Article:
I think there are a few things in play. The world has fundamentally changed. Pre-pandemic “normal” will never return any more than pre-9/11 air travel will return. There will be new variants of the virus which may or may not reintroduce social behavior restrictions, but there will be a segment of the population that will avoid crowds.

Because the shift was so large and fast last year regression to the mean will move basket size closer to pre-pandemic levels.

I believe online shopping will hold at least 40% of its increase even when people do go back to a physical office environment. Curbside pickup is a great time saver. There probably is not much chance the home cooking spike will remain; restaurant dining is a blessing when you worked all day.

John Karolefski

It’s a mixed bag (or basket). Some grocers will go back to pre-pandemic baskets, while others will keep the larger carts. Some shoppers will remain pleased with fewer trips to the store, which larger baskets make possible. Others will embrace anything and any service that brings them back to normal — that is, pre-pandemic living.

John Hennessy

Shoppers have learned that retailers will do their shopping for them, without a premium. And they’ve had time to build online shopping profiles, to make re-ordering easier, and a make online shopping a habit. Why would a shopper volunteer to trudge through a store when they’re getting exactly what they want delivered to their door? It would be like giving up online banking for teller lines. A little less supermarket spending from more restaurant visits. But still more online than ever before.

Mark Heckman

Depending upon how shopper-efficient and adaptive the physical store has become, basket size item count will continue to rise in the efficient stores, but likely decline in stores that expect the shopper to revert back to their pre-pandemic expectations. If food inflation continues at current pace, it will be difficult for any food retailer worth their weight not to experience increased dollar rings and positive year over year dollar comps.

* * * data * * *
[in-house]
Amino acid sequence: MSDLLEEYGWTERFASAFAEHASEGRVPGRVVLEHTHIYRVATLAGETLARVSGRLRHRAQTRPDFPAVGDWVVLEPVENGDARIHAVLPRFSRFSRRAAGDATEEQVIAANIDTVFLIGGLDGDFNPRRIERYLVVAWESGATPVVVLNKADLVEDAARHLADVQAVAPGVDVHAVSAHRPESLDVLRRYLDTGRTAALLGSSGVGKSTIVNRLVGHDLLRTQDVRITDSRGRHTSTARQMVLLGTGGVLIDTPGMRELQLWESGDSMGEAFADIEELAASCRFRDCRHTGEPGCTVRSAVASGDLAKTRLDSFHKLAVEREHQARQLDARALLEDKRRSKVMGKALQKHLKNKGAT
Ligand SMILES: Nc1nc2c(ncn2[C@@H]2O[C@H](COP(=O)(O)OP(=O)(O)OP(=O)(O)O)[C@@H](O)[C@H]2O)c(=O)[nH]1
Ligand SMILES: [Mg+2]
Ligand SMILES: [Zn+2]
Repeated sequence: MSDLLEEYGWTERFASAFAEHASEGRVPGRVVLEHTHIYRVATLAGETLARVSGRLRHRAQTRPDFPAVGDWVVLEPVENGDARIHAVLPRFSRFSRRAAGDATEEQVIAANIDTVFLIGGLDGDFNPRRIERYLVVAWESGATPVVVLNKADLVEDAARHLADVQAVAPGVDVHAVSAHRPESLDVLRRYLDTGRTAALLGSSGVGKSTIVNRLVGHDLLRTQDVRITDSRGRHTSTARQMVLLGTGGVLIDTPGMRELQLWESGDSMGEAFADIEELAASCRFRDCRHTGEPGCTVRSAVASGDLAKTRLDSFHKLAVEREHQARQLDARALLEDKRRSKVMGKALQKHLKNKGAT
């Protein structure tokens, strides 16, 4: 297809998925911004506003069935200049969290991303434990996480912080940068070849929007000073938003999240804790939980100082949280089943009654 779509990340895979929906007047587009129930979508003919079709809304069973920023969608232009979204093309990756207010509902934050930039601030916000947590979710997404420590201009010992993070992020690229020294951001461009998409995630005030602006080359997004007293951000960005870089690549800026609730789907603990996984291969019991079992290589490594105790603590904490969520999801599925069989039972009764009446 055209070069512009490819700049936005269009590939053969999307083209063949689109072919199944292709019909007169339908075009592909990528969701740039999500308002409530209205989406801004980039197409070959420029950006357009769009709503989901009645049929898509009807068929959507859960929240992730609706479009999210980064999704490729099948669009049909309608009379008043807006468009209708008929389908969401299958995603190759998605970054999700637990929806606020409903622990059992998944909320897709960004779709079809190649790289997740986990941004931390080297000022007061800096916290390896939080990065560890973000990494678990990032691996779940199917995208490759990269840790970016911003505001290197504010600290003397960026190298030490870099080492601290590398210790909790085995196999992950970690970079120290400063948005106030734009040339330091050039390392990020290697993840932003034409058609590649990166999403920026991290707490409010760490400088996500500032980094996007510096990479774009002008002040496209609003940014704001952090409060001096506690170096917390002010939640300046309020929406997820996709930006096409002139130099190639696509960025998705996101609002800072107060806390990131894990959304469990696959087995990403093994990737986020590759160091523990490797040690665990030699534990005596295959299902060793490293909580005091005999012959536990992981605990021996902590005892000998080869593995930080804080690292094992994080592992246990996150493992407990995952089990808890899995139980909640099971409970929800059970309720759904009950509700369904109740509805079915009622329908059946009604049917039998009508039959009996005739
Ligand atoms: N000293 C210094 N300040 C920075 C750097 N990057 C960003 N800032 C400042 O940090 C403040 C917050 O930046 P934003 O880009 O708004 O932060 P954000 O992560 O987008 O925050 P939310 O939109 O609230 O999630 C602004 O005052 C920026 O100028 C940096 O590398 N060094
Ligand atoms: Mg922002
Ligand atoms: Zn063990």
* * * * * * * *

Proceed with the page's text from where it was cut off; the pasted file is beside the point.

Kenneth Leung

People who enjoyed cooking during the pandemic will continue to cook more even as eating out becomes available. As people go back to commuting there is less time to home cook and the ability to eat out easily will take away the incentive to cook for the new WFH types. Basket size, I think, will go back to pre pandemic levels with a boosts depending on the region.

Rachelle King

It may take some time for the alarming supply vs demand trauma to wear off that many experienced with the onset of the pandemic. Consumers need to rebuild their trust in retailers and see consistent stock levels. Undoubtedly, may consumers still have a ‘safety-stash” of essentials at home–just in case. When consumers relinquish that safety stash (or, reduce it to pre-pandemic levels), then we may start to see basket sizes return to pre-pandemic levels.

For now, consumers are operating on a learned behavior over the past year; expect out-of-stocks and buy what you can, when you can so you are not desperate later. It will take some time to unlearn this. How retail inventory levels show up in the second half of the year will help consumers decide when to take their fingers off of the panic button.

"Shoppers will shop for groceries more frequently, and that's exactly what grocers want. "